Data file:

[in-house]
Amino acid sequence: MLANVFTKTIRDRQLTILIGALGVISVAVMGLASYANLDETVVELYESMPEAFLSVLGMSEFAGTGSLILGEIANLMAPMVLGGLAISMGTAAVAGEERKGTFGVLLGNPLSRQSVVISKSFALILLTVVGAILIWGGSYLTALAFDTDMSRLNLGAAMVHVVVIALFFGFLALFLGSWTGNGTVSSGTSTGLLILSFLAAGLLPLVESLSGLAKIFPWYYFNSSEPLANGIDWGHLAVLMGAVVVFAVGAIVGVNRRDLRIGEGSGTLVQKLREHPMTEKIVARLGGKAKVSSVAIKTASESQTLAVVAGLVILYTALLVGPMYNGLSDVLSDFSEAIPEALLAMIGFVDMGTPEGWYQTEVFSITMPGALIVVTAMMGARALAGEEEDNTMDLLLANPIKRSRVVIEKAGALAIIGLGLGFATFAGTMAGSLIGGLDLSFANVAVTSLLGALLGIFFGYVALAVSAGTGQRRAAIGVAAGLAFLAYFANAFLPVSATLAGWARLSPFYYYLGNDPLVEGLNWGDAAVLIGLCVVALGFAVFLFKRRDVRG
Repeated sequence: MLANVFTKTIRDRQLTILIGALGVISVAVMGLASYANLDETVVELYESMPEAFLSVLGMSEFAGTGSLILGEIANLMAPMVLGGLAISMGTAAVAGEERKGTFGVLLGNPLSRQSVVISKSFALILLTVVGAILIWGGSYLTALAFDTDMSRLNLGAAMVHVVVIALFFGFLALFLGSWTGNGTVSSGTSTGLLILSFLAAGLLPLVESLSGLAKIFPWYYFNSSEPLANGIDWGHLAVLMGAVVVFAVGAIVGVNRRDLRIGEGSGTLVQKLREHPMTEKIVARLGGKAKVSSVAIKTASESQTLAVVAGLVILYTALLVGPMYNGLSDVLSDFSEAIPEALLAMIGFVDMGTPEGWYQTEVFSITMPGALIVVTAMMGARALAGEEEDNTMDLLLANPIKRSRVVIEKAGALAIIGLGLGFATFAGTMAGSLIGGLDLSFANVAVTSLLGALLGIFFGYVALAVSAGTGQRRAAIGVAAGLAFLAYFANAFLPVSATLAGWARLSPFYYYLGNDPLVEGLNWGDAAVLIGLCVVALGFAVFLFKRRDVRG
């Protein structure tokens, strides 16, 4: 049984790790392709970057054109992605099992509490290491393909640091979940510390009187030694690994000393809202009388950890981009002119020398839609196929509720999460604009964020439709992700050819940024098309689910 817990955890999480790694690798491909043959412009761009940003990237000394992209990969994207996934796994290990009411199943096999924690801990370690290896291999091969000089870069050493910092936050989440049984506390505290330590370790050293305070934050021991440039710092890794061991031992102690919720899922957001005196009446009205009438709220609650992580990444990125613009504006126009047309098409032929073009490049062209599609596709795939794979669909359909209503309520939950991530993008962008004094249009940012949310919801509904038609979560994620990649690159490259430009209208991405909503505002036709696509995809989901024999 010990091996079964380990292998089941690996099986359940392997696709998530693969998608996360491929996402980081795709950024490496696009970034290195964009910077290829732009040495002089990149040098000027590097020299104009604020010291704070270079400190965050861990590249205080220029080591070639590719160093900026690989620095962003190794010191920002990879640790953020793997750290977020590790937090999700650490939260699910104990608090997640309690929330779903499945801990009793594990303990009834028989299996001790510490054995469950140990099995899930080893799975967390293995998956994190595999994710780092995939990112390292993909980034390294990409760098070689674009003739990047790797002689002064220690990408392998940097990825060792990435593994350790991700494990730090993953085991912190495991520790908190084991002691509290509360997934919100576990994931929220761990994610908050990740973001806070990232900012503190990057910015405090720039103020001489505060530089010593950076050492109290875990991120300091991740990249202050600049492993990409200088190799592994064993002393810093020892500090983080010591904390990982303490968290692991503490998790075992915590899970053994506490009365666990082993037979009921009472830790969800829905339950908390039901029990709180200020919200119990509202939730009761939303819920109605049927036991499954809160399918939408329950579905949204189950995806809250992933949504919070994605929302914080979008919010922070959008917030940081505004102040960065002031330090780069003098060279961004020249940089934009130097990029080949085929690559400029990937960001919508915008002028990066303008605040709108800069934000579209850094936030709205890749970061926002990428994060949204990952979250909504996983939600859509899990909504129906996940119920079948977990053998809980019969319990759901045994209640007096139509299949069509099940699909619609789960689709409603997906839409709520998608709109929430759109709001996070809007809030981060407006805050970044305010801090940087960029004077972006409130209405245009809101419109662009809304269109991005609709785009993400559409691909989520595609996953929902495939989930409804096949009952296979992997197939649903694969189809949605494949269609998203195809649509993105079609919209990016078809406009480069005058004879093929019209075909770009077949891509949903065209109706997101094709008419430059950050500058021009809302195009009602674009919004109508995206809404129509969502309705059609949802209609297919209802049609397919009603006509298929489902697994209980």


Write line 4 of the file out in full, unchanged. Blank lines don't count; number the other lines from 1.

């Protein structure tokens, strides 16, 4: 049984790790392709970057054109992605099992509490290491393909640091979940510390009187030694690994000393809202009388950890981009002119020398839609196929509720999460604009964020439709992700050819940024098309689910 817990955890999480790694690798491909043959412009761009940003990237000394992209990969994207996934796994290990009411199943096999924690801990370690290896291999091969000089870069050493910092936050989440049984506390505290330590370790050293305070934050021991440039710092890794061991031992102690919720899922957001005196009446009205009438709220609650992580990444990125613009504006126009047309098409032929073009490049062209599609596709795939794979669909359909209503309520939950991530993008962008004094249009940012949310919801509904038609979560994620990649690159490259430009209208991405909503505002036709696509995809989901024999 010990091996079964380990292998089941690996099986359940392997696709998530693969998608996360491929996402980081795709950024490496696009970034290195964009910077290829732009040495002089990149040098000027590097020299104009604020010291704070270079400190965050861990590249205080220029080591070639590719160093900026690989620095962003190794010191920002990879640790953020793997750290977020590790937090999700650490939260699910104990608090997640309690929330779903499945801990009793594990303990009834028989299996001790510490054995469950140990099995899930080893799975967390293995998956994190595999994710780092995939990112390292993909980034390294990409760098070689674009003739990047790797002689002064220690990408392998940097990825060792990435593994350790991700494990730090993953085991912190495991520790908190084991002691509290509360997934919100576990994931929220761990994610908050990740973001806070990232900012503190990057910015405090720039103020001489505060530089010593950076050492109290875990991120300091991740990249202050600049492993990409200088190799592994064993002393810093020892500090983080010591904390990982303490968290692991503490998790075992915590899970053994506490009365666990082993037979009921009472830790969800829905339950908390039901029990709180200020919200119990509202939730009761939303819920109605049927036991499954809160399918939408329950579905949204189950995806809250992933949504919070994605929302914080979008919010922070959008917030940081505004102040960065002031330090780069003098060279961004020249940089934009130097990029080949085929690559400029990937960001919508915008002028990066303008605040709108800069934000579209850094936030709205890749970061926002990428994060949204990952979250909504996983939600859509899990909504129906996940119920079948977990053998809980019969319990759901045994209640007096139509299949069509099940699909619609789960689709409603997906839409709520998608709109929430759109709001996070809007809030981060407006805050970044305010801090940087960029004077972006409130209405245009809101419109662009809304269109991005609709785009993400559409691909989520595609996953929902495939989930409804096949009952296979992997197939649903694969189809949605494949269609998203195809649509993105079609919209990016078809406009480069005058004879093929019209075909770009077949891509949903065209109706997101094709008419430059950050500058021009809302195009009602674009919004109508995206809404129509969502309705059609949802209609297919209802049609397919009603006509298929489902697994209980």